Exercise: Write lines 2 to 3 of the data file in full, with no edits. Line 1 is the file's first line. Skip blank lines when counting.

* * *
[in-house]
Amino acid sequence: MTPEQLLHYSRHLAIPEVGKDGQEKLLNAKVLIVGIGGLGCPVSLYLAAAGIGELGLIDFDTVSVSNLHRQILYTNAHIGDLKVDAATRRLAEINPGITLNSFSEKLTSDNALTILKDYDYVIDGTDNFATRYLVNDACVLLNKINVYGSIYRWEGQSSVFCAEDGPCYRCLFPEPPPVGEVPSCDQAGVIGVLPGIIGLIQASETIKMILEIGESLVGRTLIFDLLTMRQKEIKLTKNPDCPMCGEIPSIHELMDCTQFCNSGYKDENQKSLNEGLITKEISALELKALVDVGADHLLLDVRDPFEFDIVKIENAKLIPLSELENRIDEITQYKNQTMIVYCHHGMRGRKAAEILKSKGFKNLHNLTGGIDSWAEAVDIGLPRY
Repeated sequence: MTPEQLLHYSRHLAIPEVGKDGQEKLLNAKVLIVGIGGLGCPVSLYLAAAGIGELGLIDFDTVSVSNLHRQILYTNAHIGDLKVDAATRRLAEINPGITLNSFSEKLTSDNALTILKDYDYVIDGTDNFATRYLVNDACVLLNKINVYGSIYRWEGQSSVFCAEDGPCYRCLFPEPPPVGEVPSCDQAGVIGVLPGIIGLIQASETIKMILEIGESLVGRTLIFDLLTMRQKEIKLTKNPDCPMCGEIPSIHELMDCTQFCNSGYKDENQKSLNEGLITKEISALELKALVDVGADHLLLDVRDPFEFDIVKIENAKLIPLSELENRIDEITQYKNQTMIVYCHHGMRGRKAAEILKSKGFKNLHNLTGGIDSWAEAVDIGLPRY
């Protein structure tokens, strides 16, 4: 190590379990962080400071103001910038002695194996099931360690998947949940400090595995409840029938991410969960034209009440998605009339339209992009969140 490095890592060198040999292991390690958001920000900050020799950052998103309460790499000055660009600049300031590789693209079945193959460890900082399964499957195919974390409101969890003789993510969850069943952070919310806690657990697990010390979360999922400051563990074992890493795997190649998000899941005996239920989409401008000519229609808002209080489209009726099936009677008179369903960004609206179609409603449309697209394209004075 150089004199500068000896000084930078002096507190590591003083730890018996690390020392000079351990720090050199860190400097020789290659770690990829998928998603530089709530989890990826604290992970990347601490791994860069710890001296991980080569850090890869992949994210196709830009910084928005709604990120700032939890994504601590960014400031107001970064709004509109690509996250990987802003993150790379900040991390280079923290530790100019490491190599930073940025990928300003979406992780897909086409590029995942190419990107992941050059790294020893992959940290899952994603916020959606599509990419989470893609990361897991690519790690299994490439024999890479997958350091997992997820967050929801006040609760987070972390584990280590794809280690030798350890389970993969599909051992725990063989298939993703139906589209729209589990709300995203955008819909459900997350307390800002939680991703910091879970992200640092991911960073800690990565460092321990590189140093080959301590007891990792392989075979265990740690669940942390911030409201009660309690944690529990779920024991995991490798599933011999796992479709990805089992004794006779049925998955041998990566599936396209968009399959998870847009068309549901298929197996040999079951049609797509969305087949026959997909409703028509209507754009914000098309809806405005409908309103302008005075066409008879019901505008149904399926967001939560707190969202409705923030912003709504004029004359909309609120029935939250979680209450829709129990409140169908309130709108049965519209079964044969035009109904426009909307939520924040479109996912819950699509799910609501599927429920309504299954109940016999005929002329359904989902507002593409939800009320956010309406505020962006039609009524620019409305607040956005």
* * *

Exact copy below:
Amino acid sequence: MTPEQLLHYSRHLAIPEVGKDGQEKLLNAKVLIVGIGGLGCPVSLYLAAAGIGELGLIDFDTVSVSNLHRQILYTNAHIGDLKVDAATRRLAEINPGITLNSFSEKLTSDNALTILKDYDYVIDGTDNFATRYLVNDACVLLNKINVYGSIYRWEGQSSVFCAEDGPCYRCLFPEPPPVGEVPSCDQAGVIGVLPGIIGLIQASETIKMILEIGESLVGRTLIFDLLTMRQKEIKLTKNPDCPMCGEIPSIHELMDCTQFCNSGYKDENQKSLNEGLITKEISALELKALVDVGADHLLLDVRDPFEFDIVKIENAKLIPLSELENRIDEITQYKNQTMIVYCHHGMRGRKAAEILKSKGFKNLHNLTGGIDSWAEAVDIGLPRY
Repeated sequence: MTPEQLLHYSRHLAIPEVGKDGQEKLLNAKVLIVGIGGLGCPVSLYLAAAGIGELGLIDFDTVSVSNLHRQILYTNAHIGDLKVDAATRRLAEINPGITLNSFSEKLTSDNALTILKDYDYVIDGTDNFATRYLVNDACVLLNKINVYGSIYRWEGQSSVFCAEDGPCYRCLFPEPPPVGEVPSCDQAGVIGVLPGIIGLIQASETIKMILEIGESLVGRTLIFDLLTMRQKEIKLTKNPDCPMCGEIPSIHELMDCTQFCNSGYKDENQKSLNEGLITKEISALELKALVDVGADHLLLDVRDPFEFDIVKIENAKLIPLSELENRIDEITQYKNQTMIVYCHHGMRGRKAAEILKSKGFKNLHNLTGGIDSWAEAVDIGLPRY